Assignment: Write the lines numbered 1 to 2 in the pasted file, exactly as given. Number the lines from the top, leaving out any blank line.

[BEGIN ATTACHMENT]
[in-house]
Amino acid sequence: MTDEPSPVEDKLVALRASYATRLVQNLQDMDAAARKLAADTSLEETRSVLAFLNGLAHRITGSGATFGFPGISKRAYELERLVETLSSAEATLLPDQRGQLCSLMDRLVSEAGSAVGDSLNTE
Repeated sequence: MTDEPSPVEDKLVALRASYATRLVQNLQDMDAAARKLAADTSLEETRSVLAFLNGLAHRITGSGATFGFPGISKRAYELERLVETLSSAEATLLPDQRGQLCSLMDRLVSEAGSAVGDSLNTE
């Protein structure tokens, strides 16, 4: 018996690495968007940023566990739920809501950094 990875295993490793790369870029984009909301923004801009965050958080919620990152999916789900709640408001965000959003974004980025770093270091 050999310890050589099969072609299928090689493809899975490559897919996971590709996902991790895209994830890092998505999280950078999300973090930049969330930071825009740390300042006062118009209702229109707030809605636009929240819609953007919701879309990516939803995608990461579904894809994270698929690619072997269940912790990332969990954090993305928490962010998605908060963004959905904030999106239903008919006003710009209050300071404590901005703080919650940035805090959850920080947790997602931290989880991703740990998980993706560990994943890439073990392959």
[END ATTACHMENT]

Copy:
[in-house]
Amino acid sequence: MTDEPSPVEDKLVALRASYATRLVQNLQDMDAAARKLAADTSLEETRSVLAFLNGLAHRITGSGATFGFPGISKRAYELERLVETLSSAEATLLPDQRGQLCSLMDRLVSEAGSAVGDSLNTE